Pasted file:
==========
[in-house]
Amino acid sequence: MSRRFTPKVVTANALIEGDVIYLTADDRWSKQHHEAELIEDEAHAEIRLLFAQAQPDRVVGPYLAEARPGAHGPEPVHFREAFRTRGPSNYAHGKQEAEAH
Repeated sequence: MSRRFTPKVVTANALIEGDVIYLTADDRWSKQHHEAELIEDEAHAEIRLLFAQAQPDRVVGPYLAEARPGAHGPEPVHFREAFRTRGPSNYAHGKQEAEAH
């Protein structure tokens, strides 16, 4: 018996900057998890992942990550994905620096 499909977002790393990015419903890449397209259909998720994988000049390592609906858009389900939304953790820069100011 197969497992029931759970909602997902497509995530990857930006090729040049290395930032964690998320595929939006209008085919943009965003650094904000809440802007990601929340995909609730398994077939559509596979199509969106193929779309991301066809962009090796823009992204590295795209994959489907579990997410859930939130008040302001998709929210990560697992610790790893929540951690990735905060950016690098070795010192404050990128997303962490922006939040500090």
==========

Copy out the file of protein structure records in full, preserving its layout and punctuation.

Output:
[in-house]
Amino acid sequence: MSRRFTPKVVTANALIEGDVIYLTADDRWSKQHHEAELIEDEAHAEIRLLFAQAQPDRVVGPYLAEARPGAHGPEPVHFREAFRTRGPSNYAHGKQEAEAH
Repeated sequence: MSRRFTPKVVTANALIEGDVIYLTADDRWSKQHHEAELIEDEAHAEIRLLFAQAQPDRVVGPYLAEARPGAHGPEPVHFREAFRTRGPSNYAHGKQEAEAH
């Protein structure tokens, strides 16, 4: 018996900057998890992942990550994905620096 499909977002790393990015419903890449397209259909998720994988000049390592609906858009389900939304953790820069100011 197969497992029931759970909602997902497509995530990857930006090729040049290395930032964690998320595929939006209008085919943009965003650094904000809440802007990601929340995909609730398994077939559509596979199509969106193929779309991301066809962009090796823009992204590295795209994959489907579990997410859930939130008040302001998709929210990560697992610790790893929540951690990735905060950016690098070795010192404050990128997303962490922006939040500090």